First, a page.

Alice (1990) USA
Alice Image Cover
Additional Images
Director:Woody Allen
Studio:MGM (Video & DVD)
Producer:Charles H. Joffe, Helen Robin, Jack Rollins, Jane Read Martin, Joseph Hartwick, Robert Greenhut
Writer:Woody Allen
Date Added:2006-03-27
Awards:Nominated for Oscar. Another 1 win & 4 nominations
Picture Format:Widescreen
Aspect Ratio:1.85:1
Sound:Dolby Digital 2.0 Mono
Languages:English, Dolby Digital 2.0 Mono, French, Dolby Digital 2.0 Mono, Spanish, Dolby Digital 2.0 Mono
Subtitles:Spanish, French
Woody Allen  ...  (Director)
Woody Allen  ...  (Writer)
Mia Farrow  ...  Alice Tate
Alec Baldwin  ...  Ed
Blythe Danner  ...  Dorothy
Judy Davis  ...  Vicki
William Hurt  ...  Doug Tate
Keye Luke  ...  Dr. Yang
Joe Mantegna  ...  Joe
Bernadette Peters  ...  Muse
Cybill Shepherd  ...  Nancy Brill
Gwen Verdon  ...  Alice's Mother
Patrick O'Neal  ...  Alice's Father
Holland Taylor  ...  Helen
Julie Kavner  ...  Decorator
June Squibb  ...  Hilda
Marceline Hugot  ...  Monica
Dylan O'Sullivan Farrow  ...  Kate
Matthew H. Williamson  ...  Dennis (as Matt Williamson)
Billy Taylor  ...  Trainer
Michael-Vaughn Sullivan  ...  Hairstylist
Robin Bartlett  ...  Nina
Linda Wallem  ...  Penny
Gina Gallagher  ...  Joe's Daughter
Patience Moore  ...  School Teacher
Summary: Alice is one of Woody Allen's more grounded whimsies, though viewers with a low tolerance for feyness might miss it. Here goes Mia Farrow again as a nattering Manhattanite with a girlie-girlie voice and a well-to-do husband of 16 years (a stockbroker played by William Hurt) who doesn't always notice whether she's in the room. One day a back pain sends her up a dim staircase in Chinatown to see an acupuncturist (the valedictory role of the beloved Keye Luke). He has quite a bag of tricks--including hypnosis and a versatile assortment of herbal teas--and enough insight to recognize that Alice's troubles lie somewhere other than her sacroiliac. Under Dr. Yang's ministrations, Alice goes on a Wonderland voyage through her own life, fantasizing about having an affair with a dusky stranger (Joe Mantegna), flitting about Manhattan as an invisible spirit, and--most unlikely of all--talking straight with her various relatives, past and present.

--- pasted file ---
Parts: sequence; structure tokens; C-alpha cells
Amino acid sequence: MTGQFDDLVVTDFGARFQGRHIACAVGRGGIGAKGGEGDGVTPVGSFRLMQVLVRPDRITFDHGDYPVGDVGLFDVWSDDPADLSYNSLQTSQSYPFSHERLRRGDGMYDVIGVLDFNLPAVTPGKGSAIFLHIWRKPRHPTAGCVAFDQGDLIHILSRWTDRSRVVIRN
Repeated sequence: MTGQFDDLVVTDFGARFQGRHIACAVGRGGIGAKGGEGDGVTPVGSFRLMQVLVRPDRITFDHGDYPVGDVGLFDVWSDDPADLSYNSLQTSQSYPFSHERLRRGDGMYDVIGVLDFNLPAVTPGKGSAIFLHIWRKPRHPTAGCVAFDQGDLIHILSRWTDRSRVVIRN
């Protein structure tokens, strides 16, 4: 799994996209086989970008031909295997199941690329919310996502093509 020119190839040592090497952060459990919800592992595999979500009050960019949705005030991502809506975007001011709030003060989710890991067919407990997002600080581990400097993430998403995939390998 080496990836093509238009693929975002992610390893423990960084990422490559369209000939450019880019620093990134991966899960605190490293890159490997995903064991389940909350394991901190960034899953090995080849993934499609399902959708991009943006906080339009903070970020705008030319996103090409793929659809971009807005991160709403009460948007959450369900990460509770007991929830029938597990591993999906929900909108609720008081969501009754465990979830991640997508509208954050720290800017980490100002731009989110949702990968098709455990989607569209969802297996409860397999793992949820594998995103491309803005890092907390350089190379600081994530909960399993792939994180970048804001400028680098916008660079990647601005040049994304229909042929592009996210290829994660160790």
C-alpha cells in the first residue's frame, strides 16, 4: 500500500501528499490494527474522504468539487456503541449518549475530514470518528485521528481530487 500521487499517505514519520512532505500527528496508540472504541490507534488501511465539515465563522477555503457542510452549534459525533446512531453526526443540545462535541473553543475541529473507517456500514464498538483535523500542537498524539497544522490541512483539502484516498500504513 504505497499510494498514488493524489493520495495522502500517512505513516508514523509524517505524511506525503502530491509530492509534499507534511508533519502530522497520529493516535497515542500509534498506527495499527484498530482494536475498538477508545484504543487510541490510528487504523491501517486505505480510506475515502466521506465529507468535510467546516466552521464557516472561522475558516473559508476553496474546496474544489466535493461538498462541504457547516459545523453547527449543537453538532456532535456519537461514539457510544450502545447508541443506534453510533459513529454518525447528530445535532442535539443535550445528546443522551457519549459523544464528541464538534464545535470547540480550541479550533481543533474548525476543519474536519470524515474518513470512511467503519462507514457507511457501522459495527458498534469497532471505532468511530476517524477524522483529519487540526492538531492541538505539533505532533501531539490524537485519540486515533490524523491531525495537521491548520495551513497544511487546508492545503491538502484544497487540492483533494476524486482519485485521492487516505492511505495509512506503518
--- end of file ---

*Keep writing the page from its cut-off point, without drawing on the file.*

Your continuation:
Like so many Allen films, Alice wavers between scenes imagined with deftness and precision (like Farrow and Mantegna's astonished mutual seduction) and other scenes and notions that are merely touched upon and then abandoned before they can develop any rhythm and complexity, persuade you they were worth including, and justify the presence of so many nifty performers--Judy Davis, Judith Ivey, Gwen Verdon, Robin Bartlett, Alec Baldwin, Holland Taylor, Cybill Shepherd, Blythe Danner, Julie Kavner, Caroline Aaron--who mostly wink in and out again as cameos. Nevertheless, almost all Woody's looking glasses are worth passing through at least once. --Richard T. Jameson